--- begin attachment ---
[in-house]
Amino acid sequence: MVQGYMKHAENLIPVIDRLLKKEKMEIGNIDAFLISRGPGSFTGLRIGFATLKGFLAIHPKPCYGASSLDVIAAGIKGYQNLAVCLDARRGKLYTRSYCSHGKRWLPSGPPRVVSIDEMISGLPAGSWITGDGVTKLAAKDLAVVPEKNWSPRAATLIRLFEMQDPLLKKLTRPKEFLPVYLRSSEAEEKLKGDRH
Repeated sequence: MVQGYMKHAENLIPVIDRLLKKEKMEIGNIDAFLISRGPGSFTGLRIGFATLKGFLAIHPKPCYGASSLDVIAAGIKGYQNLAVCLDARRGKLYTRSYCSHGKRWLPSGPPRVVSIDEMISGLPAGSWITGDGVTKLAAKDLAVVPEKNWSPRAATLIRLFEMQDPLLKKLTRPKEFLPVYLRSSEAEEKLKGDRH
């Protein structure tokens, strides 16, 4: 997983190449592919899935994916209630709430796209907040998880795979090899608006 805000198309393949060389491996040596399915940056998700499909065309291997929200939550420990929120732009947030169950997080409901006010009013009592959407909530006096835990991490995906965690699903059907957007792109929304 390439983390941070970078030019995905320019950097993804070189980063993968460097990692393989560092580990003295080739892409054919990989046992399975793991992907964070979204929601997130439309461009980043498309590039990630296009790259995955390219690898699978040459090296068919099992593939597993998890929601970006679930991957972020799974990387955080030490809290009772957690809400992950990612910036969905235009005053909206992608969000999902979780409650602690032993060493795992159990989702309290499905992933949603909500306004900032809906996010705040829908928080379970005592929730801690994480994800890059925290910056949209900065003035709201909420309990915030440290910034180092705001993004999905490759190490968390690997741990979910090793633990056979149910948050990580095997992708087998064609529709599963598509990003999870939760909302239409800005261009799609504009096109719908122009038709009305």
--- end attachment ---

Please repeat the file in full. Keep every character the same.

[in-house]
Amino acid sequence: MVQGYMKHAENLIPVIDRLLKKEKMEIGNIDAFLISRGPGSFTGLRIGFATLKGFLAIHPKPCYGASSLDVIAAGIKGYQNLAVCLDARRGKLYTRSYCSHGKRWLPSGPPRVVSIDEMISGLPAGSWITGDGVTKLAAKDLAVVPEKNWSPRAATLIRLFEMQDPLLKKLTRPKEFLPVYLRSSEAEEKLKGDRH
Repeated sequence: MVQGYMKHAENLIPVIDRLLKKEKMEIGNIDAFLISRGPGSFTGLRIGFATLKGFLAIHPKPCYGASSLDVIAAGIKGYQNLAVCLDARRGKLYTRSYCSHGKRWLPSGPPRVVSIDEMISGLPAGSWITGDGVTKLAAKDLAVVPEKNWSPRAATLIRLFEMQDPLLKKLTRPKEFLPVYLRSSEAEEKLKGDRH
């Protein structure tokens, strides 16, 4: 997983190449592919899935994916209630709430796209907040998880795979090899608006 805000198309393949060389491996040596399915940056998700499909065309291997929200939550420990929120732009947030169950997080409901006010009013009592959407909530006096835990991490995906965690699903059907957007792109929304 390439983390941070970078030019995905320019950097993804070189980063993968460097990692393989560092580990003295080739892409054919990989046992399975793991992907964070979204929601997130439309461009980043498309590039990630296009790259995955390219690898699978040459090296068919099992593939597993998890929601970006679930991957972020799974990387955080030490809290009772957690809400992950990612910036969905235009005053909206992608969000999902979780409650602690032993060493795992159990989702309290499905992933949603909500306004900032809906996010705040829908928080379970005592929730801690994480994800890059925290910056949209900065003035709201909420309990915030440290910034180092705001993004999905490759190490968390690997741990979910090793633990056979149910948050990580095997992708087998064609529709599963598509990003999870939760909302239409800005261009799609504009096109719908122009038709009305």